Golden LEAF grants $1 million for nursing simulator, business incubator in downtown Whiteville
Area nursing students and entrepreneurs will benefit from grants totaling $1 million by the Golden LEAF Foundation. Southeastern Community College received $500,000 to buy equipment and supplies to create a simulated hospital environment for nursing and health sciences students. The other $500,000 recipient is an Entrepreneurial and Business Development Center to be established in downtown Whiteville.
The Town of Bolton received $56,816.77 to support repair of stormwater infrastructure damaged as a result of Hurricane Florence.
The Golden LEAF Foundation administers a portion of North Carolina’s funding received from the 1998 Master Settlement Agreement with cigarette manufacturers.
Gail Auten, nursing instructor and simulation lab coordinator at SCC, wrote the proposal requesting $500,000 to enhance the current simulation lab, providing students with experiences that parallel the clinical setting.
Nursing and EMS/Paramedic students will network with Columbus Regional Healthcare System personnel carrying out realistic patient scenarios, gaining experience that is not always available in their real-life clinical rotations.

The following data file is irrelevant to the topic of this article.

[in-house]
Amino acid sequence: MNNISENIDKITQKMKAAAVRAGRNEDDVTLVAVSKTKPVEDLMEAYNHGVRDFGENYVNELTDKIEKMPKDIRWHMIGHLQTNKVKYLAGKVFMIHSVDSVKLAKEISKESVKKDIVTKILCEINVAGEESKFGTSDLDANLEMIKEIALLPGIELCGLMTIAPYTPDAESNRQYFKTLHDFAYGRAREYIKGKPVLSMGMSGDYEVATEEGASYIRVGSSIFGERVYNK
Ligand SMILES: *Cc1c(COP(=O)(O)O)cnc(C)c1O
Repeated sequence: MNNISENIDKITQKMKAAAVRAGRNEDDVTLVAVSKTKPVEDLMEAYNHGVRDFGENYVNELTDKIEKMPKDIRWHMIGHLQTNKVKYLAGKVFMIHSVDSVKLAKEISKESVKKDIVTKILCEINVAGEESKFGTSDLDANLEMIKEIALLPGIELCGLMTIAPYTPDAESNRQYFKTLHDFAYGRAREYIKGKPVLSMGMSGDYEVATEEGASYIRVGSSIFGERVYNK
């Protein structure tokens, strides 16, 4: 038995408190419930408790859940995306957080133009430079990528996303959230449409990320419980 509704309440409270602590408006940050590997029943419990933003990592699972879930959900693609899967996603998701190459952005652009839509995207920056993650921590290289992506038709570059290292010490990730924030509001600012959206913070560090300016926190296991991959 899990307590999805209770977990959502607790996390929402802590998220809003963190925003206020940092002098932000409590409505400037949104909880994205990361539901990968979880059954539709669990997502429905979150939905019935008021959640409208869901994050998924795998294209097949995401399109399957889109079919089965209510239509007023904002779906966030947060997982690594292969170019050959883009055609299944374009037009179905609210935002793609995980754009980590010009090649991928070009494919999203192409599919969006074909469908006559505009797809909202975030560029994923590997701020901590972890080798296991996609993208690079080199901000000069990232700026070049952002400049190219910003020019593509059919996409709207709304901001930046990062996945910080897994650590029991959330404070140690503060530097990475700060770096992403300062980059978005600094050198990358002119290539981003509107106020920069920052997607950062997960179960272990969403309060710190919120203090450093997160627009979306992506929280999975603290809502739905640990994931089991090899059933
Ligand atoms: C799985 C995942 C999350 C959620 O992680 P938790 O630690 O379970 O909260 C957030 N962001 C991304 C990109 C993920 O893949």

SCC Director of Nursing Kim Fine explained that the expanded lab will benefit students in all of the college’s nursing-related programs, including associate degree nursing, practical nursing and nursing assistant and EMS training.
Stephanie Kriner, the director of fire and EMS programs at SCC, said that, with the expanded lab, “EMS students will have the opportunity to experience realistic training use of high-fidelity equipment that will better prepare them to be competent providers in the field.”
“It is hard to spend $500,000, but I look forward to the challenge,” Auten said. SCC hopes to have the new equipment operational as early as 2021.
Growing local businesses
When it comes to launching a small business, “A lot of people have ideas but no place to start,” said Gary Lanier, director of Columbus County’s Economic Development Commission. Some sink $5,000-6,000 into office space, furniture and computers before they see their first customers. “They need guidance from people who know how to run a business and know how not to make mistakes that cost money, effort and customers.”
Lanier’s department collaborated with the Columbus Jobs Foundation on the grant request for the proposed Columbus County Entrepreneurial and Business Development Center (CCEBDC).
Funds will be used to renovate an existing downtown Whiteville building, in which local business start-ups can share low-cost office space, but services will go far beyond a place for people to work. Training and expert guidance at the CCEBDC will “provide an environment to help people be successful starting businesses,” Lanier said.
“An entrepreneurial center has been one of the Columbus Jobs Foundation board’s primary goals for a couple of years,” said CJF Chair Les High. “Our team has toured several centers across the state and the success stories are evident.”